Economic Revival and Planning for Future Development

The core of most cities lies in its downtown district: a reflection of history, commerce, pride, prosperity, and community investment. For decades, the City of Shakopee struggled to garner attention to its historic downtown district, despite drawing millions of visitors every year to its iconic attractions such as Valleyfair, Minnesota’s largest outdoor amusement park; Canterbury Park, one of two horseracing tracks in the state; the Renaissance Festival; and much more.

In order to revive its downtown, Shakopee realized it had to make a number of changes and figure out how to attract investment into the area. 

Commercial and Residential Mixed Use Local Businesses Redevelopment and New Businesses Changing Ordinances for New Development Buying Lots Valleyfair Canterbury Park Other Big Businesses Holmes Street Tunnel Mural Huber Park Open Streets Shakopee
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In 2014, the City adopted a County Road 101 Marketing Plan to help the district get back on track. Through partnerships, studies, and programs, the city went from 40% vacancy to nearly zero, adding 27 new businesses in its downtown since 2014. Downtown Shakopee now offers more variety in services and businesses from local coffee shops and biker-chick stores, to much larger businesses like Amazon, Shutterfly and MyPillow settling minutes away from the downtown area. Despite downtown being primarily a commercial district, the City’s Comprehensive Plan also plans to bring in more residential development to enhance the activity of Downtown.
It is vital to have people who truly care about Downtown Shakopee to invest in its revival. The City saw all these opportunities and realized the underutilized potential to transform downtown into a destination—one that will open doors to more employment, economic vitality, and residents.

What may help other communities?


Area Studies and Identifying Needs

Shakopee began digging into its past work and found studies on downtown that dated back to 1974. Despite all those years of studies, there was never any follow up or investment committed to downtown. In 2013, the City proposed to evaluate its current land use and future market potential for the CR 101 corridor to identify issues, existing assets, and strategize ideas that could improve the economic climate. One result was the County Road 101 Marketing Plan. The plan contains a detailed study on existing conditions, visions, goals, and implementation actions for land use around transportation, infrastructure, leveraging the riverfront, marketing, and residential development.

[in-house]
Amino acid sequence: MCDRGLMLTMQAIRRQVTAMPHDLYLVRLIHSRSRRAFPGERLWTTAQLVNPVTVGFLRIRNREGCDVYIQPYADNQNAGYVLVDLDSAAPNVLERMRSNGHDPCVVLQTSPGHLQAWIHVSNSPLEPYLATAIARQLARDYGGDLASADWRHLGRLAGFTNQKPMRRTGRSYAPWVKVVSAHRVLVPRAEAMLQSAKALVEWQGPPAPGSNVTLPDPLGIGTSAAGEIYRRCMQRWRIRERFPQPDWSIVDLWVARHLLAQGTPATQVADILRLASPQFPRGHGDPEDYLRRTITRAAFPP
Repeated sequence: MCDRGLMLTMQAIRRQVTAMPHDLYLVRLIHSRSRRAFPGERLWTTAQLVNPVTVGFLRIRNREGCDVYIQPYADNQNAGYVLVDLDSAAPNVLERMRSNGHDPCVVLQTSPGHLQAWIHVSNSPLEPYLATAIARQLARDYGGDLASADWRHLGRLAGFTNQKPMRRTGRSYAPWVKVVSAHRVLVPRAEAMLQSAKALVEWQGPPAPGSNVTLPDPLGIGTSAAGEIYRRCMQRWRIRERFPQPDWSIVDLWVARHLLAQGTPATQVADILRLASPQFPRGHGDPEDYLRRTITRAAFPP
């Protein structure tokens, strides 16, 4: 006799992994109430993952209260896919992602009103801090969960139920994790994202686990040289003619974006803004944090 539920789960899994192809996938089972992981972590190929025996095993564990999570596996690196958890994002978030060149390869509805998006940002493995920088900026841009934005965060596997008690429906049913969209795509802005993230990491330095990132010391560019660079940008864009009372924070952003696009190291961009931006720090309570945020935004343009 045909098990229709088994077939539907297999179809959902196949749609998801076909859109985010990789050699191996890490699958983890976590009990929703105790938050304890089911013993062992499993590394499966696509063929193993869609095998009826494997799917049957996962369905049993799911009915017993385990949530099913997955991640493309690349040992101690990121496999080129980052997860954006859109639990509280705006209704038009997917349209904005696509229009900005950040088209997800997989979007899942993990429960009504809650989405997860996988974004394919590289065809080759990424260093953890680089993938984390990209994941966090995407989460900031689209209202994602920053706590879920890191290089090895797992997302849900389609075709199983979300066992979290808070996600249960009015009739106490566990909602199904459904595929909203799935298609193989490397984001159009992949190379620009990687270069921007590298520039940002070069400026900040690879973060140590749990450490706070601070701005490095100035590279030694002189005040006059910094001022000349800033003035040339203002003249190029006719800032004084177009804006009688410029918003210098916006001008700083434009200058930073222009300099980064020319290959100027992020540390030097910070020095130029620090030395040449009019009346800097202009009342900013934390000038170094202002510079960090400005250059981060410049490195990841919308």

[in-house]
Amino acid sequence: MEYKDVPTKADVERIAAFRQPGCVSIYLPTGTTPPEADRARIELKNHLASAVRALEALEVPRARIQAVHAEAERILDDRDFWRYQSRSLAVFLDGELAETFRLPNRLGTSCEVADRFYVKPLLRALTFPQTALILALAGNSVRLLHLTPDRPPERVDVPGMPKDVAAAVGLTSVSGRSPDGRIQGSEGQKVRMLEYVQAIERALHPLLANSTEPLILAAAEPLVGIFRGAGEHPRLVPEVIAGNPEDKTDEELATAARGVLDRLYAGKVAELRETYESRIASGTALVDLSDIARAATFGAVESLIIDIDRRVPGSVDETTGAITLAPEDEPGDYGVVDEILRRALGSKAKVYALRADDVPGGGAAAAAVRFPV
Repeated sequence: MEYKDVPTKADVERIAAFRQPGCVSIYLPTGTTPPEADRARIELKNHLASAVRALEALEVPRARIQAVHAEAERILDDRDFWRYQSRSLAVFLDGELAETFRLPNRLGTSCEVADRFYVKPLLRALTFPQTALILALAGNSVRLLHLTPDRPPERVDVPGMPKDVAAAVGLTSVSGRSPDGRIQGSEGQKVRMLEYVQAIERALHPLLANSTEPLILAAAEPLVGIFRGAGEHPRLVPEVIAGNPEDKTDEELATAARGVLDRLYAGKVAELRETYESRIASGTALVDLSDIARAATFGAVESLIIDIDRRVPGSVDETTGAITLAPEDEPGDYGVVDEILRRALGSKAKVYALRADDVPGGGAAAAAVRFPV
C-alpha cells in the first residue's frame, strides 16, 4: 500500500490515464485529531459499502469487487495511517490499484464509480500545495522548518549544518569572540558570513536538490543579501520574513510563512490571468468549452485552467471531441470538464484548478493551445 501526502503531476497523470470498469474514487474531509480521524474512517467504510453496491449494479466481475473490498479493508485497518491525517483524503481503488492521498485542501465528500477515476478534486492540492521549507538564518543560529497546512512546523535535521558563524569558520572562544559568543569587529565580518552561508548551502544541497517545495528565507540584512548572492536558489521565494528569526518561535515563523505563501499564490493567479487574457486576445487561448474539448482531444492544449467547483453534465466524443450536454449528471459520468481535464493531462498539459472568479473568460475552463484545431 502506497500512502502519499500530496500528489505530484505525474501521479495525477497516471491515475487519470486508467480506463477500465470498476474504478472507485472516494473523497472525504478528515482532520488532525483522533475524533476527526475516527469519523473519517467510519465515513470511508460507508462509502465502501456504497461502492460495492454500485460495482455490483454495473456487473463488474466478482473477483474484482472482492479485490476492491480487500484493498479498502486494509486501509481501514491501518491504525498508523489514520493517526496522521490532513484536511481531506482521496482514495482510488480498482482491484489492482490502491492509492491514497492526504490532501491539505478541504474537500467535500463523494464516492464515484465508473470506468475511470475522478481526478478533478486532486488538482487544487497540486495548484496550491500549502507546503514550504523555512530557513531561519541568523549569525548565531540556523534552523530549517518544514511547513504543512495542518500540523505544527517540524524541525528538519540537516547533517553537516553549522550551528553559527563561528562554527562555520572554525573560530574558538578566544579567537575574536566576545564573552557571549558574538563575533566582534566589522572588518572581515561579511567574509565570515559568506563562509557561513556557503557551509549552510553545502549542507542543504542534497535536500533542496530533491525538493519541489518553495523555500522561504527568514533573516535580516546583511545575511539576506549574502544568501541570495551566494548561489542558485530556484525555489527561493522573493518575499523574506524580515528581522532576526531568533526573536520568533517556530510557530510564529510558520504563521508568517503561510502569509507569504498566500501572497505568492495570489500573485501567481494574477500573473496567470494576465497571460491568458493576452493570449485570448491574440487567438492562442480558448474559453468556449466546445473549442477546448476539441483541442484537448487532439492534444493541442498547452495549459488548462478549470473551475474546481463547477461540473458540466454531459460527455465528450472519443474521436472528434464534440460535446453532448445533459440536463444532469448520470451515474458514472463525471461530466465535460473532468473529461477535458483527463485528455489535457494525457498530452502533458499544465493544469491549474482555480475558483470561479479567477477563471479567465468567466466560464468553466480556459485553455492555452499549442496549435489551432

Resources and Programs 

Shakopee took advantage of all possible resources available including the county’s First Stop Shop program, which provides businesses with building and site selection services, comprehensive data collection, and business assistance with permitting and development processes for all Scott County communities.
Another key program was Main Street Shakopee, a collaborative community-wide effort to revitalize, build, and sustain their historic downtown and Highway 101 business district. The Main Street Shakopee Design Team preserves local heritage, history, and culture through revitalization of public spaces. Other efforts of the program included fundraising for physical improvements in Downtown.
The City also used a Façade Program that allows businesses to apply for a forgivable loan for exterior building improvements. This helped push for historic renovation on some downtown buildings. Shakopee has various programs and resources to support economic development for both existing and new businesses. 

Partnerships and Collaboration

Led by Mainstreet Shakopee, members of a local church and many community residents volunteered their time to help create a mural for the Holmes St. Bike Tunnel.  Home Depot donated paint to the City while local church members volunteered to help prime the tunnel.
Through nonprofit organizations such as the Metropolitan Consortium of Community Developers (MCCD) and other key stakeholders, Shakopee could access funding, support, assistance, resources, and programs for its downtown community. When it came to local businesses and the community, it was essential to listen to one another. These connections, networks, and collaborative efforts were key in ensuring that the stakeholders remained up to date and the City stayed on track with its plan to revive Downtown.   

Little Steps Make Big Changes

For Downtown Shakopee, it was the little steps that counted. Making small changes such as updating street signs and adding bike racks to modifying ordinances that would allow outdoor dining, all made a difference in the development, character, and feel of its downtown. Recently in June 2016, Downtown Shakopee held its first “Open Streets” event, where local businesses, families, and the community came together for a day-long street festival, by closing off vehicle traffic. To further encourage growth and development, the City also bought used car lots throughout its downtown to work directly with developers interested in investing in the area.
As times are changing, the City found it important to have a “reality check.” Downtown Shakopee is an example of a community in change, and it is aware of the reality of needing to modify its expectations to meet the needs, demands, and changing trends of not just its residents, but the region and the world changing around them. Shakopee’s Comprehensive Plan serves as a road map to help further guide and implement development in Downtown as they continue to grow, transform, and prosper. 

Awards and Recognitions

Contact the City of Shakopee

Michael Kerski – Director of Planning and Development, (


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